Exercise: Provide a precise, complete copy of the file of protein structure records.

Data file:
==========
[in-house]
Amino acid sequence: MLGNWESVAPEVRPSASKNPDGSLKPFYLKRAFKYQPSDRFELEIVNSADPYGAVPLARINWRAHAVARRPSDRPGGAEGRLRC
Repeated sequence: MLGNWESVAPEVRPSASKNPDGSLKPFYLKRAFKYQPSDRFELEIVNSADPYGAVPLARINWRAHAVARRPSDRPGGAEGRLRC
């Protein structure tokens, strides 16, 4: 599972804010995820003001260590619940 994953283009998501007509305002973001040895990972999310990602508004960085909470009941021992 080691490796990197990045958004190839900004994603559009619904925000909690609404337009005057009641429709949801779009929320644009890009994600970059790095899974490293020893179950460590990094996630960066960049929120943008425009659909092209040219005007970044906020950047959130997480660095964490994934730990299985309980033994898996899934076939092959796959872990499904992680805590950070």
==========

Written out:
[in-house]
Amino acid sequence: MLGNWESVAPEVRPSASKNPDGSLKPFYLKRAFKYQPSDRFELEIVNSADPYGAVPLARINWRAHAVARRPSDRPGGAEGRLRC
Repeated sequence: MLGNWESVAPEVRPSASKNPDGSLKPFYLKRAFKYQPSDRFELEIVNSADPYGAVPLARINWRAHAVARRPSDRPGGAEGRLRC
């Protein structure tokens, strides 16, 4: 599972804010995820003001260590619940 994953283009998501007509305002973001040895990972999310990602508004960085909470009941021992 080691490796990197990045958004190839900004994603559009619904925000909690609404337009005057009641429709949801779009929320644009890009994600970059790095899974490293020893179950460590990094996630960066960049929120943008425009659909092209040219005007970044906020950047959130997480660095964490994934730990299985309980033994898996899934076939092959796959872990499904992680805590950070």